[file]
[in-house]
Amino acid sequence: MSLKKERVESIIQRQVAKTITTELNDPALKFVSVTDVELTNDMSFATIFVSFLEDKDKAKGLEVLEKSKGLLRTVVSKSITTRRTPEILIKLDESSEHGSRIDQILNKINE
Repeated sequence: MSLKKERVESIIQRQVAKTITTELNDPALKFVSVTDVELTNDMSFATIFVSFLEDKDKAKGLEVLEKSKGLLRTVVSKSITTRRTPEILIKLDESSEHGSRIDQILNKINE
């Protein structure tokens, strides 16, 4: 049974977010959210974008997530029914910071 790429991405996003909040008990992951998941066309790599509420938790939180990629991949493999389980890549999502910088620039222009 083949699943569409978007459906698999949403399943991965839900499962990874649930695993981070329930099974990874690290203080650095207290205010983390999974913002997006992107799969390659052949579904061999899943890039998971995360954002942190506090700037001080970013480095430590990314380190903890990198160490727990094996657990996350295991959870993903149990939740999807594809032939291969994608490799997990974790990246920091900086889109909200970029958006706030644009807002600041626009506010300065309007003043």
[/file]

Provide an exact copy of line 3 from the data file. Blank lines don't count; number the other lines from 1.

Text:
Repeated sequence: MSLKKERVESIIQRQVAKTITTELNDPALKFVSVTDVELTNDMSFATIFVSFLEDKDKAKGLEVLEKSKGLLRTVVSKSITTRRTPEILIKLDESSEHGSRIDQILNKINE